Friday, January 19, 2007

teaching is not parenting

(Last day of the four-day week of my first substitute teaching stint)

It rained today, and that made it a very difficult day at school.

The day is structured so that the kids have significant blocks of free time after intense periods of work, so that they can recharge and run around a bit after sitting still and thinking so hard. The key part of that is the running around, which they can't do when it's pouring outside.

Importantly, when the kids have recess, the teachers get a break, also. Today the only break I got was the 15 minutes I grabbed to wolf down my lunch. I spent most of the school day in some combination of thirsty, cold, and having to pee. Today should have been a three cups of tea day, but I only managed one. And when you don't get breaks and the kids are in a perpetual state of fluster, it's hard to find a chance to get to the bathroom. Without that time for me to recharge my own batteries, I wasn't able to keep on top of the class as well as I had earlier in the week. At any given time having six kids asking you for something is the type of thing that can make your head explode -- that didn't happen, but there were a few times when so many were asking for something at once that at one point I said "yes" to too many people, and so we had half the class working out in the hall, when usually only 3 groups of 2 or 3 are allowed to go! Whoops.

By the end of the day, I pretty much gave up trying to keep them quiet. On a normal day, when they've finished all their work they can have recess until their bus leaves or their parents come to pick them up. Consequently they're geared to finishing stuff up at the end of the day, and that's what they did today. But 2:30 and no work pending on a rainy day is a bit of a disaster, with the class breaking down into groups wanting to play different games, and the limited classroom real estate threatening to turn into a battleground. They left the room a mess and I was too exhausted to make them stay and clean it up.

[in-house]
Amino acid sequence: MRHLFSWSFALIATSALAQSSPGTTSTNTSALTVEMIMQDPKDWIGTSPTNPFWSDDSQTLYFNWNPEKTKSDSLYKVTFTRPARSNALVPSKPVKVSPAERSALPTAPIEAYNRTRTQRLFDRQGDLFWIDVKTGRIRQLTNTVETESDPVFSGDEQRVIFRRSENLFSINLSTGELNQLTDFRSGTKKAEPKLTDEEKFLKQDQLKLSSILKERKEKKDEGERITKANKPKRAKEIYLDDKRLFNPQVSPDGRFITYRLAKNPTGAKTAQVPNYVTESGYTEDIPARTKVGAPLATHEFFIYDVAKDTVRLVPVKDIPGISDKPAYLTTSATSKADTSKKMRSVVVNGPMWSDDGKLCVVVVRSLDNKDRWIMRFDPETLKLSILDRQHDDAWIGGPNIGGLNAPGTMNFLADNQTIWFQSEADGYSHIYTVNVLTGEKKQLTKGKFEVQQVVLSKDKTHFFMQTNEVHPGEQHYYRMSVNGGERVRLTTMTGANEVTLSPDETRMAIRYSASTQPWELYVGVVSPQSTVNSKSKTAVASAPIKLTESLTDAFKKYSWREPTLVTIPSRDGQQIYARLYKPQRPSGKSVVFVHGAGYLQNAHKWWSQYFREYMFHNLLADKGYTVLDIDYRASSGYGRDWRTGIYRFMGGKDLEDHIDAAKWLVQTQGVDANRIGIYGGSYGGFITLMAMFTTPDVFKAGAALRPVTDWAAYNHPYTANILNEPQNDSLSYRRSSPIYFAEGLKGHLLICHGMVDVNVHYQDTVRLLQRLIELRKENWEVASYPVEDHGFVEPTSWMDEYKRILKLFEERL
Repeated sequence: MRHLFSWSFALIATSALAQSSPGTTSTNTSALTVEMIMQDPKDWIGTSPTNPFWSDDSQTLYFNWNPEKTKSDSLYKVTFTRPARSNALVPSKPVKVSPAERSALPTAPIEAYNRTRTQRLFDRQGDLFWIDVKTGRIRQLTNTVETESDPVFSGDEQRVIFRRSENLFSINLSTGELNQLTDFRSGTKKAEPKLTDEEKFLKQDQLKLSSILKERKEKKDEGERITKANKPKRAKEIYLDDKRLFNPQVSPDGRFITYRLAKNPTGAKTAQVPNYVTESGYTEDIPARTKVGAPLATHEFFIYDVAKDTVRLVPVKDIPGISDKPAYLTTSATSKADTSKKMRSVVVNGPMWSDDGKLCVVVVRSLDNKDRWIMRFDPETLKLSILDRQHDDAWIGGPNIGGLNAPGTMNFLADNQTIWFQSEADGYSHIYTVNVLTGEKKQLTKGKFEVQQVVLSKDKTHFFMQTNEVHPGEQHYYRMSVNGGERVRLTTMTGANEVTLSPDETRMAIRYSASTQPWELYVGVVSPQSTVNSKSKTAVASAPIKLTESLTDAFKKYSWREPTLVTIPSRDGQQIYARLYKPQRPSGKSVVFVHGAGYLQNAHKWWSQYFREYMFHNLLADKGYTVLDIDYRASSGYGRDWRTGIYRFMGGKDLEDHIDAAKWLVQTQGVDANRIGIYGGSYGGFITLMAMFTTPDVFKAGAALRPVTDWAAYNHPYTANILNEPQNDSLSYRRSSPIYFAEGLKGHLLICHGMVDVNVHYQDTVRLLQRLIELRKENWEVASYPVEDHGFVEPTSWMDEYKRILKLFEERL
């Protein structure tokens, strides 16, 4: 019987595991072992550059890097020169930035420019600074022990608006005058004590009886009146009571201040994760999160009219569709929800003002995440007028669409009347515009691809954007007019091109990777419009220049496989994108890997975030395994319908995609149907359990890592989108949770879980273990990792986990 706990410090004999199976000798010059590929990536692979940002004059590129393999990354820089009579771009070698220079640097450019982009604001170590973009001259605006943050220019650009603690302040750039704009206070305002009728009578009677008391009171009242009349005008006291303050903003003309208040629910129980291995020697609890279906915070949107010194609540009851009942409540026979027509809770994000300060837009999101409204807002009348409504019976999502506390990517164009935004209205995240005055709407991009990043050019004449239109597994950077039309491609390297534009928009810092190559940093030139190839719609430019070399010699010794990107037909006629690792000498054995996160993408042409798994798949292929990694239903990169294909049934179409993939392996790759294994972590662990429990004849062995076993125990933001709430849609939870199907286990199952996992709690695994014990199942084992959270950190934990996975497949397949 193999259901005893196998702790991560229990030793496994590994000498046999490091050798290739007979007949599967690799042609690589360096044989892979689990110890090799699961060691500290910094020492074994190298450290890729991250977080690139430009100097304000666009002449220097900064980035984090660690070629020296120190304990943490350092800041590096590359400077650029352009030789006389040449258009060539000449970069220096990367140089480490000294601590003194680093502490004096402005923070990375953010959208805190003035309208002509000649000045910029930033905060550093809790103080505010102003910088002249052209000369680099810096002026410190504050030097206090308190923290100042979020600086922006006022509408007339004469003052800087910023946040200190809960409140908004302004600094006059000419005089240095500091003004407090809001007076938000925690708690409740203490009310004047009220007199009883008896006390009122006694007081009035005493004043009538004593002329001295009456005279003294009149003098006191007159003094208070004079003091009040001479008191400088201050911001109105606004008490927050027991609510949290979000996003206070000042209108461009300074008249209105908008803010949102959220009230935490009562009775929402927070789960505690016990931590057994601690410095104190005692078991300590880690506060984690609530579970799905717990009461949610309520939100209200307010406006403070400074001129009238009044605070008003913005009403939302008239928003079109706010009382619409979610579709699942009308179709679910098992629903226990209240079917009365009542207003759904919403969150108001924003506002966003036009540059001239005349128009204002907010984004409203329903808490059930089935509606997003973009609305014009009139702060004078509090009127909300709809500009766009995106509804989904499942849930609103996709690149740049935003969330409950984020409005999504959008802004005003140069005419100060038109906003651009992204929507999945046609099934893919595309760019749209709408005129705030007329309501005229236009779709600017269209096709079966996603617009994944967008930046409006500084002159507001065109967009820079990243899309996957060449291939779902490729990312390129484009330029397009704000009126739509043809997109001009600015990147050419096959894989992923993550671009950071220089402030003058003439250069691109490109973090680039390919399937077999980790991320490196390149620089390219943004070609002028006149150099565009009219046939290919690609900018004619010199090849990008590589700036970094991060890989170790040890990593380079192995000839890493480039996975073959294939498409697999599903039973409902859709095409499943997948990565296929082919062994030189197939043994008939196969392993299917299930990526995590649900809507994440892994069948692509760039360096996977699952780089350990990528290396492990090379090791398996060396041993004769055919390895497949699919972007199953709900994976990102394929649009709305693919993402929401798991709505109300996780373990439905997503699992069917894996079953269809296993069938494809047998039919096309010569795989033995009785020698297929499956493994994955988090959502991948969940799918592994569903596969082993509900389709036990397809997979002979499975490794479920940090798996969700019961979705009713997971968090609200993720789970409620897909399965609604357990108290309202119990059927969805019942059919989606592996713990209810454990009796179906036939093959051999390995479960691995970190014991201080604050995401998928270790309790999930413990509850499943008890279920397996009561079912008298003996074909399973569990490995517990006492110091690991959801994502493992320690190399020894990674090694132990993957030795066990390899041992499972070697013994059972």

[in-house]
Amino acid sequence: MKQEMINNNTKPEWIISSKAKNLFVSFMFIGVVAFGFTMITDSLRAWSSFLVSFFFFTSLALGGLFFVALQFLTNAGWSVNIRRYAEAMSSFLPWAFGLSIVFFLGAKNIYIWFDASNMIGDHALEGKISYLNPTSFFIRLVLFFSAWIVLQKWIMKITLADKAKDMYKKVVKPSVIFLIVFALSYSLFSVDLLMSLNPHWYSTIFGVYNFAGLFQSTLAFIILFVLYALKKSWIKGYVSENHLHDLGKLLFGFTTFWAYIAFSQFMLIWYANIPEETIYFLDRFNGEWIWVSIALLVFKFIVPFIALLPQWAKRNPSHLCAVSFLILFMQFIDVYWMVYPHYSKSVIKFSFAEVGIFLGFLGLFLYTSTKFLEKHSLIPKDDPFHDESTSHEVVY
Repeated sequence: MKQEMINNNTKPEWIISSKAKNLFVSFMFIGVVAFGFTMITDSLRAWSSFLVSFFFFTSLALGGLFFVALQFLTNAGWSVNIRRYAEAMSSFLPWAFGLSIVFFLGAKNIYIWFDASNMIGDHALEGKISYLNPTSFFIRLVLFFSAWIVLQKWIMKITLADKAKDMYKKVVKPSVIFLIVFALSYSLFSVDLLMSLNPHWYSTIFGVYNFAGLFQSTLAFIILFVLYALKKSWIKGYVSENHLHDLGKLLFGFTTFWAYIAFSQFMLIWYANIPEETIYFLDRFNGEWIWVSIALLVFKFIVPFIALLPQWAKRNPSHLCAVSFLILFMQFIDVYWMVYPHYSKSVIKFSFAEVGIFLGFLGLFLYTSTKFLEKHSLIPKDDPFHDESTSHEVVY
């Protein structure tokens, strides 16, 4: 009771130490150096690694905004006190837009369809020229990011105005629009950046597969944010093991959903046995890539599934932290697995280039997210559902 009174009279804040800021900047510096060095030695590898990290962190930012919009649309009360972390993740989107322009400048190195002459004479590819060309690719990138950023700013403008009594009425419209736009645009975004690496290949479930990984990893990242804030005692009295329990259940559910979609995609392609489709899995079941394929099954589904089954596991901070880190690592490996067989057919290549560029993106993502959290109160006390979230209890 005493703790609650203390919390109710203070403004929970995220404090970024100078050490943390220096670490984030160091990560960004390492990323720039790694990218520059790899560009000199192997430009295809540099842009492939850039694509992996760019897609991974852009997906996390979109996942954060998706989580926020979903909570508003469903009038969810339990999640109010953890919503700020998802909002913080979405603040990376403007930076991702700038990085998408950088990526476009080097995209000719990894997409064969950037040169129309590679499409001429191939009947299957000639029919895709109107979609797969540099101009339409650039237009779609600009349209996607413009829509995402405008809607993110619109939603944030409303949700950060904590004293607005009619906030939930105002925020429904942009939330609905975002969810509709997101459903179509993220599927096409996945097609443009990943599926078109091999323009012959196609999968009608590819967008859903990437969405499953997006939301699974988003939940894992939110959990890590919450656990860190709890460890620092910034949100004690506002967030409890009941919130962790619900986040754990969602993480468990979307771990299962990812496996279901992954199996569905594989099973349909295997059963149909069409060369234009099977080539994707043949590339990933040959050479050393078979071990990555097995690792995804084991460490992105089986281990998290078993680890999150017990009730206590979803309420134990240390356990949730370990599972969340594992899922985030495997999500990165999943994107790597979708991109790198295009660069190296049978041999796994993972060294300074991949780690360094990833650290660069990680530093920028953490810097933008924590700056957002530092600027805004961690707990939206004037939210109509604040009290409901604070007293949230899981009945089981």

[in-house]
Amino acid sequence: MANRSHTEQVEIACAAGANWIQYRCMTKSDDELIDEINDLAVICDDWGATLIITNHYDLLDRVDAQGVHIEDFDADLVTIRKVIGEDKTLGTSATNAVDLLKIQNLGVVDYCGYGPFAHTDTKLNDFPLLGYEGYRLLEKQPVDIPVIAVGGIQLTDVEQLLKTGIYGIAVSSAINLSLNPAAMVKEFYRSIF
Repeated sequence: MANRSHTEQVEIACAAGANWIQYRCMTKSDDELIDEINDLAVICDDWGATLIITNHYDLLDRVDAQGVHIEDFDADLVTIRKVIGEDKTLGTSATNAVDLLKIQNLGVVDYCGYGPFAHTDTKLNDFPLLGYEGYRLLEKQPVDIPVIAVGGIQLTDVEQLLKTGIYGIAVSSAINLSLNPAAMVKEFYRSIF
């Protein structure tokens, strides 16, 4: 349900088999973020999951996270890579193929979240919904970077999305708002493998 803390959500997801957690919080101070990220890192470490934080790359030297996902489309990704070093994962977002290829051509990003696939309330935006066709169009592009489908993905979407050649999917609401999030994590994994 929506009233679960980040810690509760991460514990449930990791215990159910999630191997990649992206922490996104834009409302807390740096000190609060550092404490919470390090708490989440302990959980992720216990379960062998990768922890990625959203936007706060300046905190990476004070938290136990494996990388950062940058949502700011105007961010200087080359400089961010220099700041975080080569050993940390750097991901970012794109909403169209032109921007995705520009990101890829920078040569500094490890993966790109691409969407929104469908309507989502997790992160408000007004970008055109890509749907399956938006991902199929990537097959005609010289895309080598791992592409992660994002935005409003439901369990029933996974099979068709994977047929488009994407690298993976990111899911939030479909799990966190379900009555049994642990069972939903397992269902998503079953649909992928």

I felt pretty down by the time I left, because it ended on such a chaotic note. But in looking back over the week I think it's stupid to be disappointed. We covered all of the material that the teacher had left for them to do, and then some. It seemed something strange happened every day, but there were no major crises.

I'm still trying to figure out the best way to handle the Class Wit and the Class Lawyer types. You know, the kids who are very smart and very quick with the funny quip, and will argue with everything you say six ways till Sunday. I've been struggling with this all week, and I think I know why. With my own kids, I really appreciate their jokes and I respect their reasoning ability. So I'm conditioned to respond positively to this kind of behavior, as long as it's respectful.

However, making a joke at the family dinner, or arguing with me about something one-on-one, are very different from doing these things in the classroom. In the classroom, they're a disruption, and they steal time away from everyone. Obviously the solutions are 1) to cut off any response to the witty remarks immediately and 2) to not engage in any kind of back-and-forth with the lawyer types. Knowing this and being able to do this consistently are unfortunately not the same! Practice will help.

After school it took a conscious effort for me to get out of teacher mode and not get all grouchy when the kids were making jokes at dinner. It's hard to switch it off once I get into that mindset, and Lord knows I don't want to squash the fun out of my kids.

This is going to be very interesting, I can tell. Even today, which was a hard day, was still satisfying. My disappointment comes from wanting to do a better job, and be more effective at keeping the classroom at an even keel. I have to remember that for the most part we were on task, and we were certainly on task enough to finish them all; that's huge. And it's really cool that I was comfortable with all the class materials -- I didn't just say, "Open to page X and start reading," we had actual lessons. I taught. That's totally cool.

In spite of the bad day and hard moments, I'm officially declaring success.

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